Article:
Non-Hispanic Black service users had the highest rates of unemployment (86.3%), recent homelessness (12.7%), and criminal-legal involvement (17.2%) compared to non-Hispanic White and Hispanic participants. Rates of low educational attainment (< 12th-grade equivalent) were highest (34.3%) amongst Hispanic service users.

The authors further contextualized their findings by comparing prevalence rates of SDoH in the sample to those of the general New York state population, revealing significant discrepancies. For example, mental health service recipients had a lower rate of high school graduation compared to the general population (79.1% vs. 86.5%, respectively) and substantially higher rates of unemployment (79.1% vs. 4.4%), housing instability (8.2% compared to 0.5%), and criminal-legal involvement (12.2% vs. 1.0%).

The striking overrepresentation of adverse social conditions among service users across the state is concerning, given the known associations between low-quality education, under-employment, and criminal-legal involvement and heightened risk for physical health conditions and poor mental health outcomes. Researcher findings that SDoH were most prevalent amongst individuals with psychosis-spectrum conditions, in particular, are consistent with previous research that has linked structural inequities to psychosis risk.

The authors also note that the high prevalence of all social determinants amongst service users of color, particularly non-Hispanic Black individuals, is consistent with research linking systemic racism to health disparities, which may be further compounded by discrimination based on mental health diagnostic status:

“Individual-level racism and discrimination against people with substance use disorders and mental illnesses may further hamper employment and educational opportunities while increasing the likelihood of involvement with the criminal legal system.”

Given the cross-sectional nature of the data in this paper, the direction of causality (e.g., SDoH cause mental illness) cannot be assumed. Moreover, the authors suggest the potential for reciprocal relationships between variables:

“A bidirectional relationship may exist, compounding the likelihood of a poorer course of illness and worse outcome. For example, unemployment may increase depressive symptoms; depression may also elevate the risk of becoming unemployed.”

In this same vein, disproportionately high rates of criminal-legal involvement seen in the study sample may be emblematic both of the over-criminalization of individuals with mental illness and of the harmful impact that criminal-legal systems involvement (e.g., police victimization) can have on one’s mental health, particularly for people of color.

A few key limitations of the current study are noteworthy. The combination of “race” and “ethnicity” as one category and the inclusion of “other” as a race category are both problematic, as they inhibit an understanding of the actual racial and ethnic makeup of the sample. Additionally, many pertinent social determinants were not included in the analyses (e.g., food insecurity). The authors point to these limitations as products of using state mental healthcare system administrative data and indicative of “a lack of standardized screening for social determinants during routine intake and assessment.”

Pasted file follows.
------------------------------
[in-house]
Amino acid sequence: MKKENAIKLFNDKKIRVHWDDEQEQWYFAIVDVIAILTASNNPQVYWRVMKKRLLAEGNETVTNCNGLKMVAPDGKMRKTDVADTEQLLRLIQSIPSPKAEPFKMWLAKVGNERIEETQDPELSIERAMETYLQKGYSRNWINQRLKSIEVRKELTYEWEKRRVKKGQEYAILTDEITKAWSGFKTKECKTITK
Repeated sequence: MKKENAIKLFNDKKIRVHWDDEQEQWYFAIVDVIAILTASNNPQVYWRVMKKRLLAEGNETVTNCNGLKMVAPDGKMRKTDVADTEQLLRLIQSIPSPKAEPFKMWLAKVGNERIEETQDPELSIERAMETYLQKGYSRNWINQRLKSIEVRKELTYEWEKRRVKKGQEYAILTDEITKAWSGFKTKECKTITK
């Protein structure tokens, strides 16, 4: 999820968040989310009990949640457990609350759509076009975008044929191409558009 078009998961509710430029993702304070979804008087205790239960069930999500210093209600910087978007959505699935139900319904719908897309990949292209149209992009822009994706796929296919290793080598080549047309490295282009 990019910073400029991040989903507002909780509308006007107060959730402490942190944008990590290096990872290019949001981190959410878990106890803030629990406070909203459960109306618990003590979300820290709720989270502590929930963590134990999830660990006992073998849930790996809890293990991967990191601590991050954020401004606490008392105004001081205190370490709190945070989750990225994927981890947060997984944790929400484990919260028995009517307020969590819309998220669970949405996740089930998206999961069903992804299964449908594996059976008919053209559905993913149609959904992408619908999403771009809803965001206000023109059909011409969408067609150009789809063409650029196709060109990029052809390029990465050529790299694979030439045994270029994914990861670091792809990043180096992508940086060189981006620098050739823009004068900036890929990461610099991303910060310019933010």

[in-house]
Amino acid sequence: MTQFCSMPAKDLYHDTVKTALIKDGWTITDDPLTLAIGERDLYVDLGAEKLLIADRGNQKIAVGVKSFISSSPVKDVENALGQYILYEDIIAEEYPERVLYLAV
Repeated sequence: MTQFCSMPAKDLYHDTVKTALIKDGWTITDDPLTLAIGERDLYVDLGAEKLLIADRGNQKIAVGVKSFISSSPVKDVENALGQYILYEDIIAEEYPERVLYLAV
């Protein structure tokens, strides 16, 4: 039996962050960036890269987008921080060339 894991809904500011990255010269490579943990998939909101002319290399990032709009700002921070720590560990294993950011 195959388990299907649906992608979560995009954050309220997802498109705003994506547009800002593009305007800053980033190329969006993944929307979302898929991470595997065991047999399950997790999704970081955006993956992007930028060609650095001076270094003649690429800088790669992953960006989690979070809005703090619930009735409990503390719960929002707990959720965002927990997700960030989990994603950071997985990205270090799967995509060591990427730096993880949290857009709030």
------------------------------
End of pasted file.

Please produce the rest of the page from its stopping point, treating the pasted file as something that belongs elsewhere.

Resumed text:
By leveraging data from routine clinical services for their research, the researchers highlight inequities in patients’ social conditions and inadequacies of current approaches to identifying and addressing social determinants as part of mental health care.




Ehntholt, A., Frimpong, E. Y., Compton, M. T., Rowan, G. A., Ferdousi, W., Swetnam, H., … & Rotter, M. (2022). Prevalence and Correlates of Four Social Determinants in a Statewide Survey of Licensed Mental Health Services. Psychiatric Services, appi-ps. (Link)


  1. Why on earth does time and money continue to be wasted on proving the self evident? Taking into account that there is absolutely *nothing* in this research that hasn’t been said ad infinitum before, why do new researchers continue to prove the obvious? Why is there not a switch to providing solutions rather than restating what we already know to be true?

    And if the answers to those questions aren’t just that it’s about power and money and greed and wilful ignorance and maintaining the status quo and holding on to old reputations and building new reputations based on same old/same old, then I’m interested. But otherwise, I’ve lost all respect for research in this area.

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  2. We need to be eradicating the mental health system, not perpetuating it.

    Racism, Poverty and Inequality will likely set up situations where people feel depressed, but there still is no such thing as clinical depression.

    Psychosis is a response to a situation, not a mental illness.

    And Autism-Apergers-Neurodiversity is a hoax invented by the Nazi Eugenics Movement, and resurrected in the service of Neo-Liberal Capitalism.